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Bond

Summary

As we confront the ‘Spectre’ of rising interest rates in the US and here in the UK, it is worth noting the oscillations in bond markets relative to other asset classes as the media and market pundits ponder the questions ‘will they, won’t they – this year, next year? In recent days we’ve heard that a rate rise in the UK has been pushed back well into 2016 while a rate rise in the US is probable next month, depending on economic data.

As we confront the ‘Spectre’ of rising interest rates in the US and here in the UK, it is worth noting the oscillations in bond markets relative to other asset classes as the media and market pundits ponder the questions ‘will they, won’t they – this year, next year? In recent days we’ve heard that a rate rise in the UK has been pushed back well into 2016 while a rate rise in the US is probable next month, depending on economic data.
As we said in our ‘FED Up’ blog from 24 August, whether base rates and Fed funds rates are 0.25%, 0.50% or 1.00% is somewhat secondary to the availability of credit to allow economies to function properly.  You may recall at the outset of this decade, short rates were as low as they are today but there wasn’t much lending taking place and economic activity suffered as a consequence.
Nevertheless, markets are extremely sensitive to the prospect of rates going higher.  If you believe conventional rhetoric, then bonds, especially government bonds, should be the place to hide to gain relative stability at times of market stress.  However that may seem counter-intuitive as official rates are about to go up.  A key reason bond markets are more twitchy than history would suggest they should be is that quantitative easing has driven bond yields to historically low levels, none more so than in Europe where 10 year German Government bonds yield just 0.60%.  The equivalent 10 year gilt yields 1.94% at the time of writing and up 0.14% in yield over the past month.  These extremely low yield levels have pushed bond yield seeking investors to take on greater credit risk by buying investment grade or even high yield corporate bonds.  The fear across bond markets is that the days of yield suppression are over.  In markets where there is less risk capital at work from dealers, reduced liquidity amplifies the price and yield gyrations on what are often looked upon as defensive assets.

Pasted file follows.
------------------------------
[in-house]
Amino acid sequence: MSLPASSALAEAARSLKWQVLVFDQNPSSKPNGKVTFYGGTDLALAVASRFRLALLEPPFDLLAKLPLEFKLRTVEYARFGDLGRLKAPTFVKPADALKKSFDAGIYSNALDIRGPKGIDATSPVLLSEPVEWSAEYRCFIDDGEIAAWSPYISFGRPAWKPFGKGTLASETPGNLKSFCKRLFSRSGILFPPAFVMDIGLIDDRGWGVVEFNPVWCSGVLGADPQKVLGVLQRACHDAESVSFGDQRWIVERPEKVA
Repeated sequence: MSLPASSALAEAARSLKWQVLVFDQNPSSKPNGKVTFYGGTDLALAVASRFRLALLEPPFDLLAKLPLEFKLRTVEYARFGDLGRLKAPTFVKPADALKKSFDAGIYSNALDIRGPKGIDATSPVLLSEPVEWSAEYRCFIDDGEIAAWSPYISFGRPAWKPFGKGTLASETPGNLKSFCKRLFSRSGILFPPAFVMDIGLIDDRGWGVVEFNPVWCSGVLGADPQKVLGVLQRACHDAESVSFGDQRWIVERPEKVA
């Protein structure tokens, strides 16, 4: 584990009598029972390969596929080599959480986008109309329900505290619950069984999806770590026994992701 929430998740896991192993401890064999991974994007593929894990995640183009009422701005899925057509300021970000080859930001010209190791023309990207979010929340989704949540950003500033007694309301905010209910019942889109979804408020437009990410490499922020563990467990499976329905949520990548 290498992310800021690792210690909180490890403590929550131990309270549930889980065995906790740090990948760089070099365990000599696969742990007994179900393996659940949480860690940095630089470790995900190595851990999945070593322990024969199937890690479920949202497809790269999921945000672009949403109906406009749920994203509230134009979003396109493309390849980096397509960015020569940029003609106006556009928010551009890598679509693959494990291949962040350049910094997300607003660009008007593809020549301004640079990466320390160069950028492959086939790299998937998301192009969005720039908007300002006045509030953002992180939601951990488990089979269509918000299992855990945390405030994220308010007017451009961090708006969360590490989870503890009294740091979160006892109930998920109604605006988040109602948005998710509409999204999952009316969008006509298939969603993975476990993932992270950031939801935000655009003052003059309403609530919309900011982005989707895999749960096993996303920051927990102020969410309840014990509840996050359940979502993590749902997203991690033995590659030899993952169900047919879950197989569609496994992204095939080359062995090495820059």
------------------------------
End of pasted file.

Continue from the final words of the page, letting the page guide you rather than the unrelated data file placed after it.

So what can an investor choose as an alternative?  The popularity of mixed or multi-asset products has been well documented and demand for them continues.  They come in many guises.  Looking at the Investment Association (IA) sectors on the following chart, Flexible Investment, Mixed Investments and Targeted Absolute Return are the obvious candidates but the latter has delivered the standout risk (as measured by volatility)/return trade-off over the past three years.  That makes sense as the purveyors of funds in that sector are driven by the desire to meet a stated return profile and are less subject to the vagaries of a single asset class or an IA peer group.  For those who consider Flexible or Mixed Asset Investment funds, it may be worth looking at our own Dynamic Fund, a multi-asset investment solution where the risk/return trade-off has its merits.
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So while the bond markets wait to ‘Die Another Day’, recent performance data suggests looking beyond the bond sectors for more appealing bond-like characteristics. While bond markets aren’t akin to a trip to the ‘Casino Royale’, there would appear to be less volatile alternatives available.

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